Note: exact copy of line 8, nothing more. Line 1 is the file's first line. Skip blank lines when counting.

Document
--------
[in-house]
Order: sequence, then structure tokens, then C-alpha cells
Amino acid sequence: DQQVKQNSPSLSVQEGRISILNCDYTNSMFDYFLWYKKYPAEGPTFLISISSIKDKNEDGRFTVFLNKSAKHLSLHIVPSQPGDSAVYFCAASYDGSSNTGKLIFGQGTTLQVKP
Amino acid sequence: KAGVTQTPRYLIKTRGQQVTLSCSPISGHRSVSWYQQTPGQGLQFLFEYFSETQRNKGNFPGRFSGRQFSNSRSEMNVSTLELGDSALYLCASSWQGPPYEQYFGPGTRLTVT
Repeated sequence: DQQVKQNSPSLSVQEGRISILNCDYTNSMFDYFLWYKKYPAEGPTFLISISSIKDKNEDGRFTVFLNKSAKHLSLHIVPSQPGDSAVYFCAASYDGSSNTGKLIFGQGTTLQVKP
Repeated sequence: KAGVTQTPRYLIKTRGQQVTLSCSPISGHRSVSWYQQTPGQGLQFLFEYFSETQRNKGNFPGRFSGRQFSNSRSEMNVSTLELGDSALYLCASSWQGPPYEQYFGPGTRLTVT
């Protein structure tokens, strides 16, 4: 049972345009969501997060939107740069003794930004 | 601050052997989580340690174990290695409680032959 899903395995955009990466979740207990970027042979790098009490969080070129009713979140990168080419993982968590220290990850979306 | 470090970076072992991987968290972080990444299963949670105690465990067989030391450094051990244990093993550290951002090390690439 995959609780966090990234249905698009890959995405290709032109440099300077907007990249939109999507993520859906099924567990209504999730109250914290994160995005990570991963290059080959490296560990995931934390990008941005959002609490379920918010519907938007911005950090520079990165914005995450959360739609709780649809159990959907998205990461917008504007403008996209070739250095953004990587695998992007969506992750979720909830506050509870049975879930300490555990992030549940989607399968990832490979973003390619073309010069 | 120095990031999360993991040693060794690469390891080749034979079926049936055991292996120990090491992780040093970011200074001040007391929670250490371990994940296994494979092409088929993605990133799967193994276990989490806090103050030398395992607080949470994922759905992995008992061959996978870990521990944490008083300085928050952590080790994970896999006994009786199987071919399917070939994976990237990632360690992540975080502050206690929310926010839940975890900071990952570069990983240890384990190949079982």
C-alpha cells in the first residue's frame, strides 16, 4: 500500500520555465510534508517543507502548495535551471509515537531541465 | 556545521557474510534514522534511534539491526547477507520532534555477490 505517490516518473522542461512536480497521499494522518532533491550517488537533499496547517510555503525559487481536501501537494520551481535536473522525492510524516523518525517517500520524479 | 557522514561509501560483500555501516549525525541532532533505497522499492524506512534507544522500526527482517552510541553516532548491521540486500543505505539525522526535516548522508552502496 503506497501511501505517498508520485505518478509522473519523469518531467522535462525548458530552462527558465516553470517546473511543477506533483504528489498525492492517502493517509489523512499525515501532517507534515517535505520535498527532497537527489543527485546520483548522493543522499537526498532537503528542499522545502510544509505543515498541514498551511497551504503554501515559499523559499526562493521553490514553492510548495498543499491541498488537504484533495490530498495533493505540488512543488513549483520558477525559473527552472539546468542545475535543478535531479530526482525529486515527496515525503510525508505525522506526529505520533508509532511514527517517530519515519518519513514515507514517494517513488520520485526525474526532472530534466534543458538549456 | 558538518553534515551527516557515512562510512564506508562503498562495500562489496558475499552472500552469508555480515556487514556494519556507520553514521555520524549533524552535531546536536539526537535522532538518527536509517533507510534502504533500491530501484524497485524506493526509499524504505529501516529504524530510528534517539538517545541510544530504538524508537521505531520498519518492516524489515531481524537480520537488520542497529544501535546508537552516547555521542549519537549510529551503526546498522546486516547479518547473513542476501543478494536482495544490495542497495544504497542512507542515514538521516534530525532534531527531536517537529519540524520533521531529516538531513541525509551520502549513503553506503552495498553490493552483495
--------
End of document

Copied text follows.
C-alpha cells in the first residue's frame, strides 16, 4: 500500500520555465510534508517543507502548495535551471509515537531541465 | 556545521557474510534514522534511534539491526547477507520532534555477490 505517490516518473522542461512536480497521499494522518532533491550517488537533499496547517510555503525559487481536501501537494520551481535536473522525492510524516523518525517517500520524479 | 557522514561509501560483500555501516549525525541532532533505497522499492524506512534507544522500526527482517552510541553516532548491521540486500543505505539525522526535516548522508552502496 503506497501511501505517498508520485505518478509522473519523469518531467522535462525548458530552462527558465516553470517546473511543477506533483504528489498525492492517502493517509489523512499525515501532517507534515517535505520535498527532497537527489543527485546520483548522493543522499537526498532537503528542499522545502510544509505543515498541514498551511497551504503554501515559499523559499526562493521553490514553492510548495498543499491541498488537504484533495490530498495533493505540488512543488513549483520558477525559473527552472539546468542545475535543478535531479530526482525529486515527496515525503510525508505525522506526529505520533508509532511514527517517530519515519518519513514515507514517494517513488520520485526525474526532472530534466534543458538549456 | 558538518553534515551527516557515512562510512564506508562503498562495500562489496558475499552472500552469508555480515556487514556494519556507520553514521555520524549533524552535531546536536539526537535522532538518527536509517533507510534502504533500491530501484524497485524506493526509499524504505529501516529504524530510528534517539538517545541510544530504538524508537521505531520498519518492516524489515531481524537480520537488520542497529544501535546508537552516547555521542549519537549510529551503526546498522546486516547479518547473513542476501543478494536482495544490495542497495544504497542512507542515514538521516534530525532534531527531536517537529519540524520533521531529516538531513541525509551520502549513503553506503552495498553490493552483495